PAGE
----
Such heights of being ascended, and such love
And justice throning on the seats of men,
That with unflagging steps he calmly trod
The walks of martyrdom! Oh, crown his brows
With buds of those full summers of the race!

Mourns there an aged mother, lying low
Upon the lowly grave,
Round which the autumn moans her mournful dirge,
And shivering cadence of the shrunken leaves
Keeps saddest measure with the wailing wind;
While the pale glimm'rings of the waning moon
Fall in cold tears upon the unknown tomb,
Beneath whose sod, washed by the ghastly mists,
Lies he, her one sole flower, that on the breast
Of life bloomed for her all the days and nights;
In the midsummer of his lusty life
Devoured by that grim beast, whose reeking breath
Is saturated with the blood of man--
The twin of pestilence--the foul firstborn
Of her who spinneth in the nether gloom
The phantasms that turn mad the brains of men,
And him whose savage lusts and greedy soul
Would make his footstool on the necks of men!
Oh here, even here like a stray beam of light
That glides unscared in sacred tenderness
Across the heavy vapours, brooding blind
In shapeless masses o'er a joyless tarn
Deep sunk in mountains,--even here the gleam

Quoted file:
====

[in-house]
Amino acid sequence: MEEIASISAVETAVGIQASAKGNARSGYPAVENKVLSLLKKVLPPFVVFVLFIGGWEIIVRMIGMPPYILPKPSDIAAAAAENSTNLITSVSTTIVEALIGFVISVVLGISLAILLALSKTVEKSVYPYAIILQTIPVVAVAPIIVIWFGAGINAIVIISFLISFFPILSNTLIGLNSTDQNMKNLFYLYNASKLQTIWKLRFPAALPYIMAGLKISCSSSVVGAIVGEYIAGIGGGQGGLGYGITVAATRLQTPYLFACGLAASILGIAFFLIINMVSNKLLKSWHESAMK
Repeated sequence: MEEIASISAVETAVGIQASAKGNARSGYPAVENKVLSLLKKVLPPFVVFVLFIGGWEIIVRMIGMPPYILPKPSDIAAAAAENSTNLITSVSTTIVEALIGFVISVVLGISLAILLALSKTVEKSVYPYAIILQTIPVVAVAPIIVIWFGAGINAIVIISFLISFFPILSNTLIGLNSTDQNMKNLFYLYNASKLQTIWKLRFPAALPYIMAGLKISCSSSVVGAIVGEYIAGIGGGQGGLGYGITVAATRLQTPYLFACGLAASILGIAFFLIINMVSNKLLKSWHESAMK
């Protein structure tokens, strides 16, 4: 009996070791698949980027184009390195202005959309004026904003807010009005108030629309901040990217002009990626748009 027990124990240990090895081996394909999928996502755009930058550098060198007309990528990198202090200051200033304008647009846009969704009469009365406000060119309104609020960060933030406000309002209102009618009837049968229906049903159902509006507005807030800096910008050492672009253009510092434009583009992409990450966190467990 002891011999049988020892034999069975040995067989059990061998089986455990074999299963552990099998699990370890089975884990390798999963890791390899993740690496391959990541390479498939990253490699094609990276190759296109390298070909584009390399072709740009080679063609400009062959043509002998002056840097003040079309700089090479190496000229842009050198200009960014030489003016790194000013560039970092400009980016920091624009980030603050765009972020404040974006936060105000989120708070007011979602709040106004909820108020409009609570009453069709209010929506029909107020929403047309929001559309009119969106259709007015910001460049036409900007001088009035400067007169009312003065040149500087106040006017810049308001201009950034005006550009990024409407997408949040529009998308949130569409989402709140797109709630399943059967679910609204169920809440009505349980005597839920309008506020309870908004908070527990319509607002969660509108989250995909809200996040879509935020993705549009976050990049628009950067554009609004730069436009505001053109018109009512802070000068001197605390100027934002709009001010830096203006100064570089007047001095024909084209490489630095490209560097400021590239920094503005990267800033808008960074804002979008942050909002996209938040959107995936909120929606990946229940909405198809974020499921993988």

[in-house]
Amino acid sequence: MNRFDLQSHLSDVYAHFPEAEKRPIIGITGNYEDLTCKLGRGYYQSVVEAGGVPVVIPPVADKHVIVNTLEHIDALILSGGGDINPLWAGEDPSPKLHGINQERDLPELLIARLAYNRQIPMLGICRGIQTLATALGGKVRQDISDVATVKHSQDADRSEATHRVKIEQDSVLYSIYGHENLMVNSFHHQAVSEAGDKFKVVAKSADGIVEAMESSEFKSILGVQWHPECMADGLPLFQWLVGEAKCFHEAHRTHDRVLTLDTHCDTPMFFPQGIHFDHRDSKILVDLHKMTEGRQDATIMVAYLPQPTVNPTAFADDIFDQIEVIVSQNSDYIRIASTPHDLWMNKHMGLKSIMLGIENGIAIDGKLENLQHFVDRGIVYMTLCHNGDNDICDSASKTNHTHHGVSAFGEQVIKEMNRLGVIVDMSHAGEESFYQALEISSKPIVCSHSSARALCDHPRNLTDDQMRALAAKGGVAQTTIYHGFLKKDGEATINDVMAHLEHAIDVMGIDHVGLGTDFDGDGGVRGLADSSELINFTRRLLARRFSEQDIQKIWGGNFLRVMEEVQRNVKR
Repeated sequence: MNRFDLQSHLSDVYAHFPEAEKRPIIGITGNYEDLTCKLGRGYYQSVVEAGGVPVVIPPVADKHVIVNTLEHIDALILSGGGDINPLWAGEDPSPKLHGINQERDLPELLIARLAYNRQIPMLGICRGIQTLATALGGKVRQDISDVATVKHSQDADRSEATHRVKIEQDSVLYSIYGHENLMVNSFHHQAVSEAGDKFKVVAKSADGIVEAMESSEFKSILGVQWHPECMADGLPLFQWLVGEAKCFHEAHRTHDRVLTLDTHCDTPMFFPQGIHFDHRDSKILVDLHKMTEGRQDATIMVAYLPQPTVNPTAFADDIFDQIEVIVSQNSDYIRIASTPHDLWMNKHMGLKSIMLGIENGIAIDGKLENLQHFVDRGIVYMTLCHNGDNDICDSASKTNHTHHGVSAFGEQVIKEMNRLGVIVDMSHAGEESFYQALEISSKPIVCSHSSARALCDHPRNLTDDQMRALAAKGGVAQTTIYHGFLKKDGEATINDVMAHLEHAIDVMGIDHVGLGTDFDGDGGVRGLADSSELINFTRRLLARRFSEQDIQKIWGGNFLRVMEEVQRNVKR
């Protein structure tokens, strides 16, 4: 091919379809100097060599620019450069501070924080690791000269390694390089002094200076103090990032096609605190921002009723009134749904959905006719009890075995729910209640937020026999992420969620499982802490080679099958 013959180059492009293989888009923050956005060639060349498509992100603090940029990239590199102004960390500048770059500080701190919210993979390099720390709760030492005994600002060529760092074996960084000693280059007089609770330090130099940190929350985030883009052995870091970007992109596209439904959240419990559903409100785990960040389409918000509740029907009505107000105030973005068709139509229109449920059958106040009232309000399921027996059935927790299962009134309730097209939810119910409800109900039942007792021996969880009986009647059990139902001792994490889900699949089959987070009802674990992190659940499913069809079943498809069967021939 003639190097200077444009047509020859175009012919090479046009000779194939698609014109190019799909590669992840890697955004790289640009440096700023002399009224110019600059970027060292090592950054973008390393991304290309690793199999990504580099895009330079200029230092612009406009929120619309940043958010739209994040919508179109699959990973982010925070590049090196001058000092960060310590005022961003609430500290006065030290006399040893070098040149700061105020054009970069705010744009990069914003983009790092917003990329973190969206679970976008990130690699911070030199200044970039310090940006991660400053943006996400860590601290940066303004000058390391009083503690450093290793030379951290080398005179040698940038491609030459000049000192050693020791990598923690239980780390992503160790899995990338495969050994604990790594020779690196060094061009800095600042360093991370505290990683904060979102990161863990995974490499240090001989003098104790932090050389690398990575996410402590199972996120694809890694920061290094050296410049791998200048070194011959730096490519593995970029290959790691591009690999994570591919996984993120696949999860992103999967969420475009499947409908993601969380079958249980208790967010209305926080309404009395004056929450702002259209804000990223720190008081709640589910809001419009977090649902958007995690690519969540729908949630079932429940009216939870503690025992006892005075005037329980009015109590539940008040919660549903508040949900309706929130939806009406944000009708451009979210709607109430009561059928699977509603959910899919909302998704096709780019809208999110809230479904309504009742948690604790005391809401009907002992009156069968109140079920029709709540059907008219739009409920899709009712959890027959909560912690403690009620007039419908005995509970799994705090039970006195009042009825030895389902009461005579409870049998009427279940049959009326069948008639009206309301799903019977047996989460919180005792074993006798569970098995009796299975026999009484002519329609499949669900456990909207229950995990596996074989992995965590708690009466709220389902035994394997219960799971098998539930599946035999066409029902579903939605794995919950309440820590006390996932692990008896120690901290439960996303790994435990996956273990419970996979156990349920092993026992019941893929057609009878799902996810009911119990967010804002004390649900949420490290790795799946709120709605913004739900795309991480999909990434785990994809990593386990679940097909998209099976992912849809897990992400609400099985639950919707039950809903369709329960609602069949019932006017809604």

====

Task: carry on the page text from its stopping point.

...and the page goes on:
Of thy gold hair makes music in the dark,
Cradlest the head of grief on thy warm breast,
Whisperest in tones sweeter than honeycomb
Of that new heaven where death shall be no more,
Nor grief, nor crying, neither shall there be
More pain; for former things have passed away.
And with thy wings of light around her soul,
And with thy dewy eyes upon her heart,
Death takes her gently like a cherubim
By the shrunk hand, and leads her to her rest.
* * * * *
Oh Hope! thou consolation of the soul!
Flash forth, and like a sun strike on the clouds
Of dull despondency, that pour their rain
In showers upon the sad heart's shivering soil;
Flash forth, and force each drop e'en as it falls
To glass thy loveliness, and on the cloud
Frowning in dumb defiance, paint such bloom
Etherial, that its blackness but becomes
A foil on which thy brightness brighter beams,
Till spanned with rainbow-glory the sad soul
Glistens in glimmering smiles through all her tears,
And life shone through by white eternity,
Circled with calm as by a covenant,
Is born in beauty of the bitter tears,
Like Aphrodite from the salt sea waves.

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Fragments from 'Genius Lost

Prelude
I SEE the boy-bard neath life’s morning skies,